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Authors, readers, critics, media — and booksellers.


Author Archive: "Colin Thubron"

Why the Travel Book?

Promoting a travel book in the United States — even one like mine, on Tibet — is to promote a minority genre. Enter a bookshop in New York or LA, and you'll find travel narratives lurking among guide books somewhere at the back, or perhaps not there at all.

In Britain, on the contrary, the travel section may occupy pride of place. Numerous talented British writers have excelled at the travel book. Jan Morris, Bruce Chatwin, Patrick Leigh Fermor, and Jonathan Raban spring to mind. Even top US travel writers such as Bill Bryson and Paul Theroux started their careers in England.

Why should this be so? What is it about my country that should generate both a love of armchair travel and the writers to supply it?

Various explanations propose themselves:

  1. That we British haven't yet understood that we've lost an empire and travel on as if we owned the world.

  2. That we have realized all too well and are making up for it by writing arrogant travelogues.
  3. That


The Art of Travel Writing

Travel writing is a demanding genre. It requires both the toughness to make a hard journey and the sensitivity to record it. They don't often coexist. There are travelers who write, and writers who travel. Some can make crossing a suburban street fascinating; others bore you while describing a feat of exploration in the Amazon.

People say that the world is shrinking, that there is nowhere left to go. They are quite wrong. The world is never constant. Some thirty-five years ago I drove overland from London to India. It was fairly easy to do then, cruising through eastern Turkey, Iran, Afghanistan, Kashmir and Pakistan — a beautiful journey, and only dangerous by chance incident. But you could not do it now.

Yet in those days virtually the whole of the Soviet Union and China were inaccessible. So as the curtain rises on one part of the world, it falls on another. And every change needs travelers to witness it: not only because the world is in flux, but because the tastes of travelers ...

The Lives of Others

As I start on a promotional tour for my travel book To a Mountain in Tibet, I find I am traveling with the ghosts of others: the writers who have affected me — and those whose books I have just read, with others waiting in my luggage.

Among these last I can't help mentioning Gregor von Rezzori, who died in 1998 (published by the New York Review of Books). His provocatively-titled Memoirs of an Anti-Semite is in fact a grand and beautiful Central European novel of a kind barely possible now, and his more recently published The Snows of Yesteryear (I have only just started it) is building into a masterpiece of oblique autobiography.

Then there is The Hare With Amber Eyes, a strikingly original memoir by Edmund de Waal, based on the fate of his family's unique Japanese collection: a book that has taken Britain by storm. ...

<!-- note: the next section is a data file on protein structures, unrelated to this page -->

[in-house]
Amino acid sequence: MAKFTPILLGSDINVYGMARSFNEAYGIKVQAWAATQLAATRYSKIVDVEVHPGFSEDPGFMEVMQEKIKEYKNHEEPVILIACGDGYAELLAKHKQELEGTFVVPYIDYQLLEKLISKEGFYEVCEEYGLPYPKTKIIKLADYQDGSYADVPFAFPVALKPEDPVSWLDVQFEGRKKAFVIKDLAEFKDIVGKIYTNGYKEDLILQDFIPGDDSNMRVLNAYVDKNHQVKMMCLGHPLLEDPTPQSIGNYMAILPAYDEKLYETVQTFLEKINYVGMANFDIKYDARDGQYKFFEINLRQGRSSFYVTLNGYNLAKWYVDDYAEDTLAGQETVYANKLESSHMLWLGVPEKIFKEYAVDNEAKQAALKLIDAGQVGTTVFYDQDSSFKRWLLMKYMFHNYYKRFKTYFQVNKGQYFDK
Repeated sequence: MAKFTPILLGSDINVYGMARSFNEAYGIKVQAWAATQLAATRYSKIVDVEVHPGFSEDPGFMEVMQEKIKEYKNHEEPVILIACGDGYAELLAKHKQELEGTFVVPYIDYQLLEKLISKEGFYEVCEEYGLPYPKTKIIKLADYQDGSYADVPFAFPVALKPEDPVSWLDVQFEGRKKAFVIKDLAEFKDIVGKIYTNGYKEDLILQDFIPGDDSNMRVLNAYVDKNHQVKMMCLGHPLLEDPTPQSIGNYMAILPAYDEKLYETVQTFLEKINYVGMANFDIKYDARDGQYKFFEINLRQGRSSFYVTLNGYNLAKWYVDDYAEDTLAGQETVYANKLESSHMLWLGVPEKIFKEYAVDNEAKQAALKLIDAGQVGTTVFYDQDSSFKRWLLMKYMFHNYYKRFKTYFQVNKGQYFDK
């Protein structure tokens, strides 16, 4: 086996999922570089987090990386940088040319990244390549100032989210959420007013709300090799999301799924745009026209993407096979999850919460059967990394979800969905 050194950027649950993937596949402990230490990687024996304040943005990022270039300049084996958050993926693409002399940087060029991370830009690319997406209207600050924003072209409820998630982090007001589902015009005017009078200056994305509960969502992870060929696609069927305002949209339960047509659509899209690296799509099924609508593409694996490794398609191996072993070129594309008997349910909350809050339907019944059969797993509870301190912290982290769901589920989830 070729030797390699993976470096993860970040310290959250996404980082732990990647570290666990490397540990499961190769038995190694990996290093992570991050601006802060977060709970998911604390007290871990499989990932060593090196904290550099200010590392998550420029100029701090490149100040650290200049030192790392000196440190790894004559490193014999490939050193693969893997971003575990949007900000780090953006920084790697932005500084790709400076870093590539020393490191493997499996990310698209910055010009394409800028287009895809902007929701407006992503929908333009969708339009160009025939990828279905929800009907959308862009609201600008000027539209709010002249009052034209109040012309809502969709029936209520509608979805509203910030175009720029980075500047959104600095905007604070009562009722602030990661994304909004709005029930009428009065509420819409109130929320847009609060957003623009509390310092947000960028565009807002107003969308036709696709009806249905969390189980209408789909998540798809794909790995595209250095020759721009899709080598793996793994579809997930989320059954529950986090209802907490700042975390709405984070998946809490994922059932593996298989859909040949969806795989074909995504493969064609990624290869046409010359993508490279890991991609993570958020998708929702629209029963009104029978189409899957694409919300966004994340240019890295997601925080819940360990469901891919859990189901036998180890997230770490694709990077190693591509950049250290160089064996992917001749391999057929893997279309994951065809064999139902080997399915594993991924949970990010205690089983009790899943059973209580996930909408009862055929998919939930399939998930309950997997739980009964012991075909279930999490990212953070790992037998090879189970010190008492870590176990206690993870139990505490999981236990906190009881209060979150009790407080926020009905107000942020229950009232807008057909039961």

The Romance of the Travel Writer

I have never grown used to the way readers respond to my books. In Britain travel writers (and I'm principally a travel writer) get romanticized. I suppose it's something to do with being a character in your own book — this first-person "I" journeying in some region of the earth where the reader is (very sensibly) not going to go. It smacks of old-fashioned heroism.

My just-published To a Mountain in Tibet will probably do little to dispel this image. I've just been promoting it in England, and however much I talk about Tibetan Buddhism, the audiences invariably ask, What's in my rucksack?, or What was my most dangerous moment?, or Why do I travel alone?, etc. etc.

Travel writing classically deals in broad horizons, yet it incites a deluge of questions about the author. Here are some answers:

Question: What's in your rucksack?
Answer: Almost nothing. The only thing I'm sure to take is a compass, since I have a very strong sense of direction, which is always wrong.


To a Mountain in Tibet

Once a book is published, it seems to take on a life of its own. As its author, you lose control over it. It's a bit like a grown-up child. What will happen to it? How will it make its way? Will anyone love it?

My book on a journey to Tibet (just published) had a strange beginning. Most of my travel books have started in fascination with distant regions of Asia. Sometimes the writing has proved unintentionally healing, since I've traveled in the countries that I was brought up to fear — the old Soviet Union, China — and experience of them has made them human to me.

But To a Mountain in Tibet was different. I started the journey trekking up the valley of the Karnali river in Nepal — the highest source of the Ganges — then over the frontier to the sacred mountain of Kailas in Tibet. I was unsure if I would write about it. By my standards the journey was short and ...

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